It's a year and a half since I moved to Arrowtown and I still had not updated my business cards. I liked my old ones and still have plenty, but almost all my contacts have changed from the old cards. About time I changed them up.
I engaged Finnbar Glover, one of my many creative cousins, who recently graduated from Otago Polytech's Communications Design degree to do the job. He spent a bit of time reworking the ACT logo. That stamp cost me over $400 to have made so I'm not changing it in a hurry. The plan was to incorporate it into a new design, but when Finn showed me the cool ideas he had for the anvil logo, the ACT logo just distracted from the effect so it got turfed off and removed to the back of the business cards.
I had searched up a bunch of images online of the sort of look I was after to show Finn and tried my best to describe it. Finn listened hard and came back with some ideas showing exactly the sort of look I wanted. This one went through a few little changes but is very much like one of the initial designs. What a good listener.
I love metalwork, and the thing I love the best is forging. I learnt how to forge steel and iron in the sculpture department at Art School, using a coke-fired forge, an anvil, hammers and tongs. I love the beauty of the process, the fire, the rhythm, and the feel of shaping hard metal blow by blow. It's hot, heavy, dirty work and I would be overjoyed to do it all day.
For various reasons I ended up being a jeweller rather than a blacksmith. I still forge silver, using hammers and an anvil, but everything's a bit smaller and not quite so exciting. In the photo below is one of my anvils. It's a bit beaten up, but it serves my purposes well. My good friend and jewellery artist Brendon Jaine gave it to me.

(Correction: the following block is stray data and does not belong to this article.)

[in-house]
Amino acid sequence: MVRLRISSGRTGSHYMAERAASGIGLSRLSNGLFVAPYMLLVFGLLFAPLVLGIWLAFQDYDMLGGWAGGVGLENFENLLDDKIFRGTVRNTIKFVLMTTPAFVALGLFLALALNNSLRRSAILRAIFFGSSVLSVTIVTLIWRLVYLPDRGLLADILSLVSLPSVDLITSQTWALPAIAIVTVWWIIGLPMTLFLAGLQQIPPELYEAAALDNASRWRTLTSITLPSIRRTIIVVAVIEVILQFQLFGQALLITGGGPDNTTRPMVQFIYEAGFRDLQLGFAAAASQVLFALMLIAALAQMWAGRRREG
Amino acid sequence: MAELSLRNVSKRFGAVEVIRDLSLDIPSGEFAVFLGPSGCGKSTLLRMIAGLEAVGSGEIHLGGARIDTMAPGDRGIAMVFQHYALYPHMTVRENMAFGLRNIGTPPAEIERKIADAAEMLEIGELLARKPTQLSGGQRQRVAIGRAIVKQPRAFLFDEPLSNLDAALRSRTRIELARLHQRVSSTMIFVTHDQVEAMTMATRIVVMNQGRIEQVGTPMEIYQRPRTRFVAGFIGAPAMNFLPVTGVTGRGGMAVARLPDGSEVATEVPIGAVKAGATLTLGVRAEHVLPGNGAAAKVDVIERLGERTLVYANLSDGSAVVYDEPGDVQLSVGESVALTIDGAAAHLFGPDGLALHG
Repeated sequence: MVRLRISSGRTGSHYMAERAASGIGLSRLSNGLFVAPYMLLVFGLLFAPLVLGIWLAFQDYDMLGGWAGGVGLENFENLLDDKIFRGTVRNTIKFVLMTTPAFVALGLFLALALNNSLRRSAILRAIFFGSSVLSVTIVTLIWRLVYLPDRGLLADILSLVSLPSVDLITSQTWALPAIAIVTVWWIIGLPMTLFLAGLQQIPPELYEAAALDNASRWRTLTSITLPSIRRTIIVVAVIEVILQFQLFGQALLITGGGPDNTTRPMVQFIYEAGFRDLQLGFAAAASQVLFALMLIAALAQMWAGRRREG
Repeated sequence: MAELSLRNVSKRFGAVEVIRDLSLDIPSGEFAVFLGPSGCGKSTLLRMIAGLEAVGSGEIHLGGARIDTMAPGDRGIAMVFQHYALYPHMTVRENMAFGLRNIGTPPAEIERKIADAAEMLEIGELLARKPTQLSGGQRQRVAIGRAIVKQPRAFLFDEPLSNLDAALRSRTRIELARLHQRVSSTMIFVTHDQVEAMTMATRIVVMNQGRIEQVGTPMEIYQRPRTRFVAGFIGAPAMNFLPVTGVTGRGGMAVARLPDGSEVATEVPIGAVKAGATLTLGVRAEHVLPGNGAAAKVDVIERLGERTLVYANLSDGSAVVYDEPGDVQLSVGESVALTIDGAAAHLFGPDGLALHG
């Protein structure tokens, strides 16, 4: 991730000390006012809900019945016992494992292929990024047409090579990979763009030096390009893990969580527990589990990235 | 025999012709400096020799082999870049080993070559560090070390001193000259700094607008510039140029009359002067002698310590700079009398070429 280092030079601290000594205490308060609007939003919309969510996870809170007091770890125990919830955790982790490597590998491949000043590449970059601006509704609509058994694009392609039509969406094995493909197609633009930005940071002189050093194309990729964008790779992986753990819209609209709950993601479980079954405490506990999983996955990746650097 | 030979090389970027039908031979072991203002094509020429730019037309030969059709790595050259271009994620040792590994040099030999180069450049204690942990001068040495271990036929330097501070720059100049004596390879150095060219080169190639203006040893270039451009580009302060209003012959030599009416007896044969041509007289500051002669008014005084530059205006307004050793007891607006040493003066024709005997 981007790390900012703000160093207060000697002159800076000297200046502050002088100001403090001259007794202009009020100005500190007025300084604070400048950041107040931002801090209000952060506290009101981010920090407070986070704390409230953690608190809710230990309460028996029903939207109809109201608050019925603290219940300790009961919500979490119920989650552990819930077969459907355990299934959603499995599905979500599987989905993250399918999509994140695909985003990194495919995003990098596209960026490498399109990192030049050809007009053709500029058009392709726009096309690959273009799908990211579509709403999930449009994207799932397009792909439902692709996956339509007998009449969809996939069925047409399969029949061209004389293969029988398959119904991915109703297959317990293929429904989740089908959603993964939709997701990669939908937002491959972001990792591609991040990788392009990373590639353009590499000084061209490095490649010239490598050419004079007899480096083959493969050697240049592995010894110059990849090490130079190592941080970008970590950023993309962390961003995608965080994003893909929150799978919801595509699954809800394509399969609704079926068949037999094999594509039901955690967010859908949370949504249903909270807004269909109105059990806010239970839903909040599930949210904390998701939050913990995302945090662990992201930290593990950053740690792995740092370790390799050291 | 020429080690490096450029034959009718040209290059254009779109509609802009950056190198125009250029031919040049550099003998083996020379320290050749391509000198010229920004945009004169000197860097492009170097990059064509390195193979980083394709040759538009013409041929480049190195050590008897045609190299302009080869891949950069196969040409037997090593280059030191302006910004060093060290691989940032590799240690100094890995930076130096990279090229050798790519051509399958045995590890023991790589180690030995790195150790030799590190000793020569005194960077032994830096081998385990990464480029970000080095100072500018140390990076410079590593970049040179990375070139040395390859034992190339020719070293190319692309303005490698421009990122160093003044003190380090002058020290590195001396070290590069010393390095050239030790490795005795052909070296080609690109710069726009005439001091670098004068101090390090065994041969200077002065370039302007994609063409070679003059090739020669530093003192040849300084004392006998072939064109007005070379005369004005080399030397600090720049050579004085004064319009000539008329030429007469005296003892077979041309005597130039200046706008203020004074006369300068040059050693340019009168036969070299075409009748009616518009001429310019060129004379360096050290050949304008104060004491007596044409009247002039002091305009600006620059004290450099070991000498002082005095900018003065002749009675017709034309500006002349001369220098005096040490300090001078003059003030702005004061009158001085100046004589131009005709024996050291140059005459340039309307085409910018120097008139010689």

One of the hammers crossing the anvil in the logo is a ball-pein hammer. It's a robust, all purpose hammer with one flat and one rounded face. It's used to bash stuff into shape in many fields of craftsmanship. The finer hammer will be recognised by jewellers as a watchmaker's hammer. They come in different sizes. Mine is actually quite big for this sort of hammer. The watchmaker's hammer is for precision work, such as riveting and forging delicate wee pieces of precious metal.
The line in between the words is a barbell, the primary tool of an Olympic Lifter, a CrossFitter and a Powerlifter. The barbell is a tool I use to forge this body to make it as strong as possible.
I actually wanted silver foil printed onto black card, but this was going to be very expensive to print, if possible at all. Because of the nature of the silver foil, apparently cards can only be printed on one side if this technique is used. The metallic grey card is very 'me' though, and I'm happy with it.
On the bottom right of the back the card you can see the old A C T logo in slightly sleeker form than I made it in Paint back in the way back when. As this is still hallmarked on my jewellery I'm holding onto it and want it on my cards. You might notice, annact.com has ACT in it, and so does my Instagram handle, act_ion.
How To Get as Awesome a Logo as Mine
To see and even have a go at some real blacksmithing yourself head on down to Dunedin to the Gasworks Forge.
You can catch Brendon Jaine, buy his wonderful glass jewellery, and have a good yarn at the Queenstown Markets every Saturday in downtown Queenstown.
If you love tools like hammers, get onto the Regal Castings website and have a drool. Just don't use your precision-crafted jeweller's tools to try to make big sculptures. you'll wreck them. I learnt that the hard way.